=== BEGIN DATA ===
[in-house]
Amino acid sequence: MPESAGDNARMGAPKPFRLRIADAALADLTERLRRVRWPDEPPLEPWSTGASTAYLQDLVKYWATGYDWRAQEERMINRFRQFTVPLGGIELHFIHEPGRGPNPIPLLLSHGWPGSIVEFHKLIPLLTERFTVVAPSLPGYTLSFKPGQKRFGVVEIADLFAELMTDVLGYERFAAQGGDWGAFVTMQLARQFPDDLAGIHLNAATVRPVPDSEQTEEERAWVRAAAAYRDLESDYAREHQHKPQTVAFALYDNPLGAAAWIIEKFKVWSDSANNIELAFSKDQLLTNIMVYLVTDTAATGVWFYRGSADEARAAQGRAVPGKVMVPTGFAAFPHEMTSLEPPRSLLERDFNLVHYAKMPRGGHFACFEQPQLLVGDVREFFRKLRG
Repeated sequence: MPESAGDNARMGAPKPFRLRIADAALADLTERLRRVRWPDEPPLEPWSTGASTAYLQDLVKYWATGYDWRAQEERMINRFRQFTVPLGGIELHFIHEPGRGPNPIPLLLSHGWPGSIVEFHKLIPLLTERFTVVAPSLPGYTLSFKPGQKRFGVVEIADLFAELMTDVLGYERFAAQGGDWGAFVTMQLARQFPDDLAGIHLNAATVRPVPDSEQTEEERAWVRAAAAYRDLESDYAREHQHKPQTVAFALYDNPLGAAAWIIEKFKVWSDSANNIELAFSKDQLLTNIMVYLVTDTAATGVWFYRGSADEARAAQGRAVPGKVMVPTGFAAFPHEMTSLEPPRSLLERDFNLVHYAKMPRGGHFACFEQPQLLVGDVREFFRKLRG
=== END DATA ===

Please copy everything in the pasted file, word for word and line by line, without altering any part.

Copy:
[in-house]
Amino acid sequence: MPESAGDNARMGAPKPFRLRIADAALADLTERLRRVRWPDEPPLEPWSTGASTAYLQDLVKYWATGYDWRAQEERMINRFRQFTVPLGGIELHFIHEPGRGPNPIPLLLSHGWPGSIVEFHKLIPLLTERFTVVAPSLPGYTLSFKPGQKRFGVVEIADLFAELMTDVLGYERFAAQGGDWGAFVTMQLARQFPDDLAGIHLNAATVRPVPDSEQTEEERAWVRAAAAYRDLESDYAREHQHKPQTVAFALYDNPLGAAAWIIEKFKVWSDSANNIELAFSKDQLLTNIMVYLVTDTAATGVWFYRGSADEARAAQGRAVPGKVMVPTGFAAFPHEMTSLEPPRSLLERDFNLVHYAKMPRGGHFACFEQPQLLVGDVREFFRKLRG
Repeated sequence: MPESAGDNARMGAPKPFRLRIADAALADLTERLRRVRWPDEPPLEPWSTGASTAYLQDLVKYWATGYDWRAQEERMINRFRQFTVPLGGIELHFIHEPGRGPNPIPLLLSHGWPGSIVEFHKLIPLLTERFTVVAPSLPGYTLSFKPGQKRFGVVEIADLFAELMTDVLGYERFAAQGGDWGAFVTMQLARQFPDDLAGIHLNAATVRPVPDSEQTEEERAWVRAAAAYRDLESDYAREHQHKPQTVAFALYDNPLGAAAWIIEKFKVWSDSANNIELAFSKDQLLTNIMVYLVTDTAATGVWFYRGSADEARAAQGRAVPGKVMVPTGFAAFPHEMTSLEPPRSLLERDFNLVHYAKMPRGGHFACFEQPQLLVGDVREFFRKLRG